Royal pictures have always symbolized more than just beautiful depictions of Great Halls and bedrooms. They were used as political or commercial propaganda tactics during the time.
Here, I examine how English royal portraits have been discreetly put on walls. But perhaps strategically, to build alliances, marry, and scare away competitors. Show off your wealth and power while battling your fears.
ARRANGING MARRIAGES AND ALLIANCES WITH THE HELP OF ROYAL PORTRAITS
Despite the fact that religion and relationships were the most important variables in most planned weddings. Royals were fascinated by the appearances of potential wives. Back then, you couldn’t use a dating app or make a Zoom call. However, it took a long time to meet and see whether there was a spark (not that it frequently mattered). You’d have to bring a beleaguered foreign princess or duchess to England.
This might take months, especially if the variable seasons, sickness outbreaks, and the turbulent English Channel are to blame.
Instead, they relied on the sending and receiving of images and diplomats’ stories. Who, let’s be honest, can be exaggerated. Things did not always go as planned. Sometimes the “goods” matched the description, and sometimes they didn’t.
While Anne of Cleves allegedly did not match her picture. Will be remembered as unattractive. “Flanders mare” was selected to marry Henry VIII. Although there is no evidence that he said anything, the marriage clearly did not work out.
COMMUNICATION WITH FRIENDS AND ENEMIES VIA PORTRAIT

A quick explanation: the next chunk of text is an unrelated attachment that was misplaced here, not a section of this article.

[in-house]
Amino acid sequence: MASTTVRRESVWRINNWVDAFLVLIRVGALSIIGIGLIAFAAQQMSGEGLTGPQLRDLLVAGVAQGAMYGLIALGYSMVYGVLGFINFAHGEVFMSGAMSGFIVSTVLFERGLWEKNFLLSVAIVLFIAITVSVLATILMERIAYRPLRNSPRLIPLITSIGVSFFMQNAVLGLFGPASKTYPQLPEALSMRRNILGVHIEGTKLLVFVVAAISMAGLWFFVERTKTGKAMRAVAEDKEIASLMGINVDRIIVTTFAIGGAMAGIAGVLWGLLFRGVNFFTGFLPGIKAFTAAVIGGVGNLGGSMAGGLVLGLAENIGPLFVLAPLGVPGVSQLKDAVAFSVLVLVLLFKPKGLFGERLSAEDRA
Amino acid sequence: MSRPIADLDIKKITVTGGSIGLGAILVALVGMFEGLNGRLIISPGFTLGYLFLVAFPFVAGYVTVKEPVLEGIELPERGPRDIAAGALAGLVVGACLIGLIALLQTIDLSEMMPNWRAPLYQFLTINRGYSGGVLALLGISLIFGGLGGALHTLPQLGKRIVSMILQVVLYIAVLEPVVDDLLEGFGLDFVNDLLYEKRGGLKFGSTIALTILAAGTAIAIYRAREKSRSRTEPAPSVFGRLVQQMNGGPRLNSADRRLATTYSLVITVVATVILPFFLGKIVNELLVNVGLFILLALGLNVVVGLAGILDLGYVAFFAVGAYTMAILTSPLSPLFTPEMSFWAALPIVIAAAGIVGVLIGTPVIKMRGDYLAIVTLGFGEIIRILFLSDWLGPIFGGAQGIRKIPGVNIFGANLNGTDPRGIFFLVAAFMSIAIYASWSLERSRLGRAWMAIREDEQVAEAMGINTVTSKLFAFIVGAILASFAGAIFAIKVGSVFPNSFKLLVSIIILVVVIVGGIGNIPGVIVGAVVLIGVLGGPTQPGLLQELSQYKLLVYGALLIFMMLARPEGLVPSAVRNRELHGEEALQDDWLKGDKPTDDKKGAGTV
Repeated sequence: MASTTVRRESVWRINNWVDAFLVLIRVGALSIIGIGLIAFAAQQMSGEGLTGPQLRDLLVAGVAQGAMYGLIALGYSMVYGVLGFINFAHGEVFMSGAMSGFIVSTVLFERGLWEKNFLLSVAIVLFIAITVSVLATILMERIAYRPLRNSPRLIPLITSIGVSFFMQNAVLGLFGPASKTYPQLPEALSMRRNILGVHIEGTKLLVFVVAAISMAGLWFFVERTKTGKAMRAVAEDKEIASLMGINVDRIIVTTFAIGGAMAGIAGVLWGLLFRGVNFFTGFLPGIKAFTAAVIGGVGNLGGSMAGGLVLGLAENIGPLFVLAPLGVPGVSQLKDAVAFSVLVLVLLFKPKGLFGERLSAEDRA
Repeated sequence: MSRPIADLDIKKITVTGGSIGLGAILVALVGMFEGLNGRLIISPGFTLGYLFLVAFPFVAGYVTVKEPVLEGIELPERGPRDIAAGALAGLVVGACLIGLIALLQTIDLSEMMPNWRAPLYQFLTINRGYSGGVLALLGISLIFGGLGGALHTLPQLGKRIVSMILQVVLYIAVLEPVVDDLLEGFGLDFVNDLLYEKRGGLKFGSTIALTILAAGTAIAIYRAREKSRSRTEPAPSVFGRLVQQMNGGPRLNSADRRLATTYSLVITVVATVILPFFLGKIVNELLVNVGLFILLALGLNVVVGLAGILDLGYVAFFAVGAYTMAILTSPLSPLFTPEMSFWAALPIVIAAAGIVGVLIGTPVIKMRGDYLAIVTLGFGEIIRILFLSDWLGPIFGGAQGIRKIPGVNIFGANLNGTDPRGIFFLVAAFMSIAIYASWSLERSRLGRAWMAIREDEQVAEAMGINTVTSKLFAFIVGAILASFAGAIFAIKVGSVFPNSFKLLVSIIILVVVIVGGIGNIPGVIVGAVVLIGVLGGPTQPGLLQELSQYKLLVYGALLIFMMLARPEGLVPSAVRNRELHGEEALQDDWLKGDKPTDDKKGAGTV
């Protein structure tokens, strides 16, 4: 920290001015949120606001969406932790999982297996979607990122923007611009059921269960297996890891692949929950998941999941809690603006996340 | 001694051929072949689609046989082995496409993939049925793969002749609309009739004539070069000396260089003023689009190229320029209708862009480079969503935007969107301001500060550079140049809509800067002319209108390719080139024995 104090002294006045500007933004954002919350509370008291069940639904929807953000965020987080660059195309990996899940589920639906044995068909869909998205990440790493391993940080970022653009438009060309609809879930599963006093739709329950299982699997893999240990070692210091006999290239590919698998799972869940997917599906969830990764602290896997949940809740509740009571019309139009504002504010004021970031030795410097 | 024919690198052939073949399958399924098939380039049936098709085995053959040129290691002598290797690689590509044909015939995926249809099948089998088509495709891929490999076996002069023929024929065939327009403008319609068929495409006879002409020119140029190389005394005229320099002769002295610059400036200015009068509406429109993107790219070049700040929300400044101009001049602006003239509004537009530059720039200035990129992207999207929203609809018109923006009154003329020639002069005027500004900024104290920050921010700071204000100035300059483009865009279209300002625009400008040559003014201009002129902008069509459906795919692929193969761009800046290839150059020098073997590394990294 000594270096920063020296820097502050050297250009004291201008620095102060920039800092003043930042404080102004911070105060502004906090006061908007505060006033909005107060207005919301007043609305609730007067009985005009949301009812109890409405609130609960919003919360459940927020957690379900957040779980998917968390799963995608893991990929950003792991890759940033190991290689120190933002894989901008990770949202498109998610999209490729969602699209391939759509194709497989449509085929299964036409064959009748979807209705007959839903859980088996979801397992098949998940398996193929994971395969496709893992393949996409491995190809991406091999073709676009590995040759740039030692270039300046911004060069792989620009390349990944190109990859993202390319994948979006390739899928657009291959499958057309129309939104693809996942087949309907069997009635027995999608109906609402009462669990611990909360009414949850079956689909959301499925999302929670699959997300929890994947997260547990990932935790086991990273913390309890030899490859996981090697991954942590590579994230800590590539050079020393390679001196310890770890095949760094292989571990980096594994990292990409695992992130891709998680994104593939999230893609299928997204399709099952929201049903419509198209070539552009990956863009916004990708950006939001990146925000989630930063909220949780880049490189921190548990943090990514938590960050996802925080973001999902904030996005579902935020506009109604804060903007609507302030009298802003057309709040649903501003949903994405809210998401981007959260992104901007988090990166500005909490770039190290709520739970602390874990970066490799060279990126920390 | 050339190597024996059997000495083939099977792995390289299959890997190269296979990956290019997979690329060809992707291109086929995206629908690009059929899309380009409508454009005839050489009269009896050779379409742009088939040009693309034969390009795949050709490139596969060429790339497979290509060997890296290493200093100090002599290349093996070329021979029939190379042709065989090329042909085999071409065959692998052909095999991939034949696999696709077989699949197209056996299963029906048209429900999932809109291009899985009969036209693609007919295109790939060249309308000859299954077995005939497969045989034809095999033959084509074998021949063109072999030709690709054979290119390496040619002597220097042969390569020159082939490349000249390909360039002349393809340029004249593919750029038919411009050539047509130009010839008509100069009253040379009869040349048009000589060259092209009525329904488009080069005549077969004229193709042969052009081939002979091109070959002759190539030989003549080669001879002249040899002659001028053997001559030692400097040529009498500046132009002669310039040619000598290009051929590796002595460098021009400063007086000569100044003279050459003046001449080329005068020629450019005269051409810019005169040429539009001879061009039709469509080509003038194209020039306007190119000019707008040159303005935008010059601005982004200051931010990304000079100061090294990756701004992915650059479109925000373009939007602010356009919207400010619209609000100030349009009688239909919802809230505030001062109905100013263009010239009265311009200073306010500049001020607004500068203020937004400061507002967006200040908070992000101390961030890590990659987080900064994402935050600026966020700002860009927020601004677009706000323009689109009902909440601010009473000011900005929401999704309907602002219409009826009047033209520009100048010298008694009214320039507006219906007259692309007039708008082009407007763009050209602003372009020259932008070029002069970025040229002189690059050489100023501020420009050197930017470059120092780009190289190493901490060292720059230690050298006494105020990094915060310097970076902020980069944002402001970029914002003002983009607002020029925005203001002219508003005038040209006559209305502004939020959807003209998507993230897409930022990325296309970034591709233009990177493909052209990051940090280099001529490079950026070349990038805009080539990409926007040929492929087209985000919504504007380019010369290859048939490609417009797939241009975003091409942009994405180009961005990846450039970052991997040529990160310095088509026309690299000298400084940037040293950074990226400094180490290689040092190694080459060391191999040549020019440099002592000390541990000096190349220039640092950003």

In addition to being about looking nice or finding a suitable love match, royal pictures featured secret meanings or symbols. Aside from thinking, “Oh, that apparel must have cost a few pounds,” Rulers desired that people believe a specific way about them both at home and abroad.
Rebecca Larson’s outstanding work on the Tudors Dynasty exemplifies this. Where she deconstructs the significance of well-known Queen Elizabeth I images. Some of the words Elizabeth used were rather obvious. She is always seen wearing pearls as a sign of purity and tranquillity. After all, she was supposed to be the virgin Queen.
PAINTINGS PLAYED A KEY ROLE IN POLITICS AND POWER
To begin with, have you ever seen a cheerful royal portrait Not that I recall. Portraits were used to demonstrate money, prestige, and power, especially in the case of males.
The most notable example is Henry VIII’s beautiful gold portrait. As I stood near this in Hampton Court Palace, I could feel a bright beam shining on you. That was glowing. The sleeves and jewelry stand out as beautiful examples of attention to detail. The genius Hans Holbein the Younger captured this detail.
The portrait’s likely 1536 date teaches us a lot. It occurred about the time Anne Boleyn was executed. The dissolution of the monasteries has generated a major religious upheaval. And at a time when Henry had not yet chosen a male heir. You can’t help but suspect that the gleaming gold was motivated by insecurity. An attempt to assert authority by exuding holiness and divinity.
SIZE MATTERED EVERYTHING
But when I visited one of Edinburgh’s Palace of Holyroodhouse’s great halls. The royal portrait of Charles II shocked me totally. It was massive. The flowing reds, silvers, and whites, including the wig, had strangely taken over the room.
I remember being disappointed with The Mona Lisa when I visited the Louvre. As I whirled around, I asked my hubby, “Is that it?”
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